A look into slavery's past
Last week, a few dozen Eagle River residents were transported back to the 1800s.
Quilts that told slaves how to navigate the Underground Railroad as well as harnesses used to transport slaves were only part of a two-hour lecture from Father Moses Berry at St. John’s Orthodox Church on Thursday, Aug. 2.
Berry, who founded the Ozarks African-American Heritage Museum in Ash Grove, Mo., said some of the artifacts he brought to Eagle River had never been outside the museum.
“This is kind of a little treat,” he said.
But it was worth bringing them the 3,600 miles from his home, Berry said.
“These people are my orthodox brothers,” he said.
Berry’s collection of slave-era artifacts — many of which belonged to his great-grandfather — is the largest outside of the Smithsonian, he said.
A well-traveled individual, Berry’s three days in Eagle River were his first.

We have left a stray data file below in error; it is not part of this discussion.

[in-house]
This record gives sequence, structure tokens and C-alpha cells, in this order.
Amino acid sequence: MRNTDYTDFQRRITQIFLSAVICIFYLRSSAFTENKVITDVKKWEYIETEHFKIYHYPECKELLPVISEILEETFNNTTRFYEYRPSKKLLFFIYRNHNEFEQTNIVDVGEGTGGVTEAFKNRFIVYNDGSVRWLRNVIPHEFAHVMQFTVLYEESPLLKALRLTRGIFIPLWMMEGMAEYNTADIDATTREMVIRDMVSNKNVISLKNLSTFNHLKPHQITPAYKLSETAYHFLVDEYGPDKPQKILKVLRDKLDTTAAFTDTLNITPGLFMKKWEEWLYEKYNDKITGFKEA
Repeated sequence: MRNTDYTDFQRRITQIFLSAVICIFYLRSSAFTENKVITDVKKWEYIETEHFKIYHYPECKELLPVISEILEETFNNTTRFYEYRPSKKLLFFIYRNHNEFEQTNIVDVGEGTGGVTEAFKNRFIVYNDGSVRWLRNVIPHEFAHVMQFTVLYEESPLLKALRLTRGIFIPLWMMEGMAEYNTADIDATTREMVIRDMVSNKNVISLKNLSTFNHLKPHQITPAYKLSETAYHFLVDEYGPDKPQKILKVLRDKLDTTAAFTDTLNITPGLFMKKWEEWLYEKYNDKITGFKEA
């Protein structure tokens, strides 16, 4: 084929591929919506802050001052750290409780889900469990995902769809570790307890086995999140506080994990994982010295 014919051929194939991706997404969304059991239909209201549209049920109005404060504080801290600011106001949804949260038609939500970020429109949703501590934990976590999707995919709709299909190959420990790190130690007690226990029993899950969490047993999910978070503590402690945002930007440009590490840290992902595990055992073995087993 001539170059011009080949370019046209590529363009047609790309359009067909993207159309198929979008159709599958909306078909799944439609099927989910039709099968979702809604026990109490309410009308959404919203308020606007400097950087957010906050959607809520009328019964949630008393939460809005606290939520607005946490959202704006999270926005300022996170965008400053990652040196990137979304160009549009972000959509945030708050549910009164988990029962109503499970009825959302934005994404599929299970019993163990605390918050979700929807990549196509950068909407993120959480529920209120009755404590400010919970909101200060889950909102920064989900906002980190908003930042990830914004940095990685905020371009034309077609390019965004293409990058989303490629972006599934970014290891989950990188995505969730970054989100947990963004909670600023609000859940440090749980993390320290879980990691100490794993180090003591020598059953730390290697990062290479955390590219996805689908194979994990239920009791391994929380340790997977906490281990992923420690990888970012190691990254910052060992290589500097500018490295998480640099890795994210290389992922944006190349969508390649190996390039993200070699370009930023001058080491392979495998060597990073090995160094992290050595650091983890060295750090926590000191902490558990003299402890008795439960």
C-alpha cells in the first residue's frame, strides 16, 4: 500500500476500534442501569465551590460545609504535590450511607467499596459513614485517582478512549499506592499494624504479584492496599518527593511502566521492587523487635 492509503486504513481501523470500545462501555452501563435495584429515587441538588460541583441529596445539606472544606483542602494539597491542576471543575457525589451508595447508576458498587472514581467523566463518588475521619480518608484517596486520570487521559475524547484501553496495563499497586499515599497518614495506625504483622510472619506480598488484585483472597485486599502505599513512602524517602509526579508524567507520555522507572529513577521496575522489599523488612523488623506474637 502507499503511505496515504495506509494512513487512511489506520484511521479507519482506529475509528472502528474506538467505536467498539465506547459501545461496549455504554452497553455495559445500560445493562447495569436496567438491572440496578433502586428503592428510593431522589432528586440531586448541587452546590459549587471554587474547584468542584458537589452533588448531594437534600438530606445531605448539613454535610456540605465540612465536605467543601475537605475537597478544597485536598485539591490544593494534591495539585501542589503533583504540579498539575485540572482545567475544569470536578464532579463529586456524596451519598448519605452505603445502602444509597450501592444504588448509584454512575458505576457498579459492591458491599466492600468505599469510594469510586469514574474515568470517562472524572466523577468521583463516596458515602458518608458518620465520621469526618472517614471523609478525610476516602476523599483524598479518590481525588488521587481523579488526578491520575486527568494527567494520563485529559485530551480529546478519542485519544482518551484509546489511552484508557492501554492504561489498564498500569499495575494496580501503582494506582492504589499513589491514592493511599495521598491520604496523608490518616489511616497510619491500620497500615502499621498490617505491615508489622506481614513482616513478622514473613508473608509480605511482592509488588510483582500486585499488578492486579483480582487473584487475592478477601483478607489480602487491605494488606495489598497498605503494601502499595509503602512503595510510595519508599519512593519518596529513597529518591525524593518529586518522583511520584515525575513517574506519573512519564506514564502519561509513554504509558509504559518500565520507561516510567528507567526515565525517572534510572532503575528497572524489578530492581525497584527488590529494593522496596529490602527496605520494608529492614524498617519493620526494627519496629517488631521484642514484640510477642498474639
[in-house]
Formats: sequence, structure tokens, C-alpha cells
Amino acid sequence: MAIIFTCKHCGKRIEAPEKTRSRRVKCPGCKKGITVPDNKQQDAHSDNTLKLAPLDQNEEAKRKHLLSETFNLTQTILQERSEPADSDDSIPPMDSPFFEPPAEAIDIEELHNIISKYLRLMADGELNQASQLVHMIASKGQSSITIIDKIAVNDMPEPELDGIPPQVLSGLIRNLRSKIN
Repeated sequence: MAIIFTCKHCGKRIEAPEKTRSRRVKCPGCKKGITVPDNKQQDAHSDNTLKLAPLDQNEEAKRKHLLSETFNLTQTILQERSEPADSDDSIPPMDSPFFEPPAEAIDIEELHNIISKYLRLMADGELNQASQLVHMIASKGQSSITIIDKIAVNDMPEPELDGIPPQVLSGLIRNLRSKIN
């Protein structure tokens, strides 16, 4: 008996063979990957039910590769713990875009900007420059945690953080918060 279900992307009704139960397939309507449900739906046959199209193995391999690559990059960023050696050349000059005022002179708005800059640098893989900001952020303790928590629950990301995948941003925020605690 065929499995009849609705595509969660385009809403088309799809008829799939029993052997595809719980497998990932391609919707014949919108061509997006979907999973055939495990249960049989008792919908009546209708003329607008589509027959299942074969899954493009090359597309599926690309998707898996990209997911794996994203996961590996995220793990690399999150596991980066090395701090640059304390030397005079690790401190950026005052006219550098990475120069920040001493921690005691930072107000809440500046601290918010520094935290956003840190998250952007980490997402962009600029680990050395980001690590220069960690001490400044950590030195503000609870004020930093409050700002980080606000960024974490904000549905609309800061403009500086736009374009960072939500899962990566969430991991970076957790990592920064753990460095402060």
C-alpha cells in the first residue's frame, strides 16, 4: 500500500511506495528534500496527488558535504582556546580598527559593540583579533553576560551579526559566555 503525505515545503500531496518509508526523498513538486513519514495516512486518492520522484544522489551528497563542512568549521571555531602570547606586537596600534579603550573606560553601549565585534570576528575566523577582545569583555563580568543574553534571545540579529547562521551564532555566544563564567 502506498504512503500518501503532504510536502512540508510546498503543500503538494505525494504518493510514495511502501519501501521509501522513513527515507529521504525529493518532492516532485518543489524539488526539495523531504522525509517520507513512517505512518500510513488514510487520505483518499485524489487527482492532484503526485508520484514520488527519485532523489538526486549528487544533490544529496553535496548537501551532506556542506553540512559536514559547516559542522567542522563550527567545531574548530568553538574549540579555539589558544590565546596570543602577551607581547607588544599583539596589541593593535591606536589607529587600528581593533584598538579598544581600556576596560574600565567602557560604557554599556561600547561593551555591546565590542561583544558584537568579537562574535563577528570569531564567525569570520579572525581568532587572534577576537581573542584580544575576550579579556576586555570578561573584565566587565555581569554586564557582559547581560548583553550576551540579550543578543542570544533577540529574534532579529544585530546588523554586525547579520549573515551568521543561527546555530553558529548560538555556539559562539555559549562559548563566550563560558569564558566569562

“I do a lot of traveling,” he said. “I’ve looked forward to coming here for a long time.”
While race was a major theme of Berry’s lecture, he stressed the similarities shared by people of all races.
“We’re all being drawn to be more fully human,” he said.
Berry also talked about the bond between black and white Americans. He said he wants to spread the message that though whites enslaved blacks, both races worked together to end slavery.
“White people and black people in this country share a common heritage,” he said. “We can see how bound up we are.”
Berry said his lectures also stress the bond everyone in the United States shares as countrymen. That includes the responsibility for beginning — but also ending — slavery, he said.
“We are Americans,” Berry said. “All the bad things you see happen here were perpetrated by all of us as Americans.
“And we as Americans stopped it together,” he said.
Contact Mike Nesper at 694-2727 or firstname.lastname@example.org